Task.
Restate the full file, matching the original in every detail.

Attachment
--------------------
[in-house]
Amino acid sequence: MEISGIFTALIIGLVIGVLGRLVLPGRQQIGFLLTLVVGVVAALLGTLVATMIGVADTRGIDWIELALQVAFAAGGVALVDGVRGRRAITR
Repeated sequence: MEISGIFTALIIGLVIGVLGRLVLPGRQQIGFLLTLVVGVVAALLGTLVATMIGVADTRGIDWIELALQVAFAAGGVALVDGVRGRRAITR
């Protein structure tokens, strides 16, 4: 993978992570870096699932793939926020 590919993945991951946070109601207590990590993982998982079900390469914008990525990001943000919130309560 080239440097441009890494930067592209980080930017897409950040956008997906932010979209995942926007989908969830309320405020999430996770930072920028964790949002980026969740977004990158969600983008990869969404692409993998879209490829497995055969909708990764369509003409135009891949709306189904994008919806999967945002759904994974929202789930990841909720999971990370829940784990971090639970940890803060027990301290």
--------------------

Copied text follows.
[in-house]
Amino acid sequence: MEISGIFTALIIGLVIGVLGRLVLPGRQQIGFLLTLVVGVVAALLGTLVATMIGVADTRGIDWIELALQVAFAAGGVALVDGVRGRRAITR
Repeated sequence: MEISGIFTALIIGLVIGVLGRLVLPGRQQIGFLLTLVVGVVAALLGTLVATMIGVADTRGIDWIELALQVAFAAGGVALVDGVRGRRAITR
């Protein structure tokens, strides 16, 4: 993978992570870096699932793939926020 590919993945991951946070109601207590990590993982998982079900390469914008990525990001943000919130309560 080239440097441009890494930067592209980080930017897409950040956008997906932010979209995942926007989908969830309320405020999430996770930072920028964790949002980026969740977004990158969600983008990869969404692409993998879209490829497995055969909708990764369509003409135009891949709306189904994008919806999967945002759904994974929202789930990841909720999971990370829940784990971090639970940890803060027990301290």